Asian Elephant in the Phou Xang Hae National Protected Area (NPA)- Increased population but challenges remain.

UN Biodiversity Conference (CBD COP 15) (Part 1) took place in a virtual format, from 11-15 October 2021. CBD COP 15 will review the achievement and delivery of the CBD’s Strategic Plan for Biodiversity 2011-2020. It is also anticipated that the final decision on the post-2020 global biodiversity framework will be taken, together with decisions on related topics including capacity building and resource mobilization.

October 21, 2021

Image by: SafeEcosystems Project Lao PDR

Lao PDR is one of the most biodiversity rich countries in the region with an abundance of biodiversity that supports diverse production systems for food, herbal medicine and tourism. The ecosystem provides essential services important to reducing poverty, securing livelihoods and economic development.

Asian elephants are a symbol of Lao PDR- a country once called “Lane Xang,” the Land of Million Elephants, by the virtue of their numbers. Nevertheless, these magnificent creatures have now been listed as one of the most endangered species in the country due to population decrease over the years. It is a matter of national pride to protect the elephants.

In the mid of 2021, an elephant population survey in the Phou Xang Hae National Protected Area was conducted by the Wildlife and Aquatic Management Division under Department of Forestry, Ministry of Agriculture and Forestry with support from United National Development Programme (UNDP) and Global Environmental Facility (GEF).

The purpose of the survey was not only to determine the number of elephants in the NPA, but also to find out the type of threats, as well as to examine the level of elephant-human conflicts with the surrounding communities.

Elephants are one of the 5 flagship species which have been supported as part of the Sustainable Forest and Land Management in Dry Dipterocarp Forest Ecosystem in the south of Lao PDR project. The project has been implemented over the last five years.

The survey found out that the elephants mainly live in two groups. One of the herds had their habitat along Huay Lom stream, which covered Phin, Phalanxay, Virabouly and Xe Pon district while the other herd had their habitat around the border of the National Protected Area, which connected to concession areas of Xepon Mining and Virabouly district.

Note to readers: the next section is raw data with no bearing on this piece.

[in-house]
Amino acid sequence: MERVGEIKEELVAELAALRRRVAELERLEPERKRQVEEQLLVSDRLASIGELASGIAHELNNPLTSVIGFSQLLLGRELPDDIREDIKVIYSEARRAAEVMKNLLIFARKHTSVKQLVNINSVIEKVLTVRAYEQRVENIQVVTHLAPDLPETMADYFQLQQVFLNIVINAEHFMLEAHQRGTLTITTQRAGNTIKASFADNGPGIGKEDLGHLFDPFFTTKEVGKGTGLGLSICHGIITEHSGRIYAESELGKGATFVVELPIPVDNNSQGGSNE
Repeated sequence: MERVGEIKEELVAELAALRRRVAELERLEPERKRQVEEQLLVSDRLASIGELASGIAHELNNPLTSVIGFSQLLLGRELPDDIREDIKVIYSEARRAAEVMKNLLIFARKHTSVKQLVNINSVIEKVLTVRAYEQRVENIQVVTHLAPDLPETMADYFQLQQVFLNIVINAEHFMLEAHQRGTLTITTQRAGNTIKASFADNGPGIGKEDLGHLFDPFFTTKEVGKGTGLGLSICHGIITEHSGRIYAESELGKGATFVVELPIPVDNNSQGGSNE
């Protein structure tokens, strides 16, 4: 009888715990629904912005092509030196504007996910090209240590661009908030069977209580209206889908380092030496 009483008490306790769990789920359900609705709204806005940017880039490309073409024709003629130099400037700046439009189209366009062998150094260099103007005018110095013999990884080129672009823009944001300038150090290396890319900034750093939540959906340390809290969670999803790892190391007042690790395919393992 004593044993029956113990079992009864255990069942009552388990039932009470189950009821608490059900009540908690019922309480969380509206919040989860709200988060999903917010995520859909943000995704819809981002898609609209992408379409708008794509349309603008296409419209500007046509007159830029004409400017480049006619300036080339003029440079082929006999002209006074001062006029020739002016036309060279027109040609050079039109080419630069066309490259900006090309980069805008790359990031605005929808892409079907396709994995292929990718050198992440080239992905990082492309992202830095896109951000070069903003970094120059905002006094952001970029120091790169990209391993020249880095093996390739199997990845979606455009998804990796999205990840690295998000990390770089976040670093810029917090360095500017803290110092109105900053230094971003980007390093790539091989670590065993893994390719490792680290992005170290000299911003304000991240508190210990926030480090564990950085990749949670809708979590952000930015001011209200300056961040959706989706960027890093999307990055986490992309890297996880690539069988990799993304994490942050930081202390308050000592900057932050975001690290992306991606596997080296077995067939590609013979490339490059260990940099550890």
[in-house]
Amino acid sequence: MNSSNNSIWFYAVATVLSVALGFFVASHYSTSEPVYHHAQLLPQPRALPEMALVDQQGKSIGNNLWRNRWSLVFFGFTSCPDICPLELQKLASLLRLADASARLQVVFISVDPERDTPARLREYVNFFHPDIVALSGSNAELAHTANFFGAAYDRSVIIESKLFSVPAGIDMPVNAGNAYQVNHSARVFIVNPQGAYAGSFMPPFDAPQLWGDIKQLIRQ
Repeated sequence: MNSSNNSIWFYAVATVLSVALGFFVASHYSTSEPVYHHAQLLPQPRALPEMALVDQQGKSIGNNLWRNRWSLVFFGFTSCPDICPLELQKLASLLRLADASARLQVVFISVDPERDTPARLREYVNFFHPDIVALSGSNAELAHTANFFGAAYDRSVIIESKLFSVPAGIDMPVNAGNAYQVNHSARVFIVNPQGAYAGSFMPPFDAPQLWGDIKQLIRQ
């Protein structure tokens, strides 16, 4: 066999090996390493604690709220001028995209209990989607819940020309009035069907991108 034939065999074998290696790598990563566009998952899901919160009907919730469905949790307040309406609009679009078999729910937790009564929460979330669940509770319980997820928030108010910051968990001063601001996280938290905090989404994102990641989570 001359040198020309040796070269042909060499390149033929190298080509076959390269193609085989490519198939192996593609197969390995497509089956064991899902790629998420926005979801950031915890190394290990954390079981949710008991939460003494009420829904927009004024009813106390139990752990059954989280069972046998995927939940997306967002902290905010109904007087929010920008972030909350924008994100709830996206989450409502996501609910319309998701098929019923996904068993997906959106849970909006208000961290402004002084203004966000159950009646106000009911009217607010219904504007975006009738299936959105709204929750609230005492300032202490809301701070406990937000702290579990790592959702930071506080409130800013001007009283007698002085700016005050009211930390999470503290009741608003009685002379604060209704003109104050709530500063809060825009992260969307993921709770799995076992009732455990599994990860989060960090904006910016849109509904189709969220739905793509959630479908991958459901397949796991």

It has been estimated the Asian elephants’ population between 35-40 as compared to 32 individuals in 2015, an indication of 12% increase in the population. Despite the positive increase, there are still numerous significant threats to the elephant habitats in the areas.

According to the survey results, Elephant-human conflict constituted the biggest threat to elephant conservation, accounting for 72% of the challenges affecting their conservation; destruction of property and crops as well as human death and injury resulted in retaliatory killing of elephants in few cases. Other challenges identified included illegal logging, clearing forest habitat for agriculture, mining, and road construction in the protected area.

The study also revealed that since 2007, 11 elephants had been killed; 10 of them were killed for the trading of ivory, tusk, skin and one killed as a result of elephant-human conflict. Expansion of agricultural areas close to the habitats of elephants, was cited as the main cause of human-conflicts in 23 surrounding villages located in Phin, Phalanxay, Virabouly and Xepon districts. 

Phou Xang He NPA was established in 1993, coverint an area of 109,900ha, in five Districts in Savannakhet province, namely Atsaphone, Phalanxay, Vilabouly, Phin and Xepon.  The activities supported by the project included ranger patrol, the development and enforcement of relevant regulations. Furthermore, zoning and income generating activities such as ecotourism were introduced.  The project also supported villagers on alternative approaches to sustainable livelihoods with the objective of reducing the reliance on forestry as their main source of livelihoods.

Learning from the survey findings and experience gained from project implementation, a number of interventions are required to resolve the identified challenges. The proposed interventions included identification and restoration of the elephants’ habitats, such as creating artificial swamp, and increased public awareness on elephants’ behavior and importance of conservation.   

It is also important to identify the agricultural areas and include soil fertility to reduce the pressure on wildlife habitat.  Community engagement will be critical.  The Asian Elephants are not only on List I of the Wildlife and Aquatic Law, but also on the Endangered Species Red List of the International Union for Conservation of Nature (IUCN). As endangered species, it is with high value and importance for socio-economic development of the nation, as well as scientific research (National Assembly, 2007).

Elephant and biodiversity conservation in general plays a role not only in economic development but also sustainable management of natural resources, hence the need for cooperation to eliminate the challenges faced in their conservation.

From what used to be Millions of Elephants in the past, the number is brought down to just 300-400 individuals (excluded captive) at present in the entire country (Manivong, 2021). This is an urgent call for the protection of elephants and their habitats. The co-existence between wildlife and human beings are essentially needed for the generations to come.


Written by: Written by:

Mr. Thome Xaisongkham, Programme Analyst, 

Natural Resources Management, Climate Change and Disaster Risk Reduction Unit, UNDP Lao PDR.

The views expressed in this article are those of the authors alone and not the United Nations Development Programme.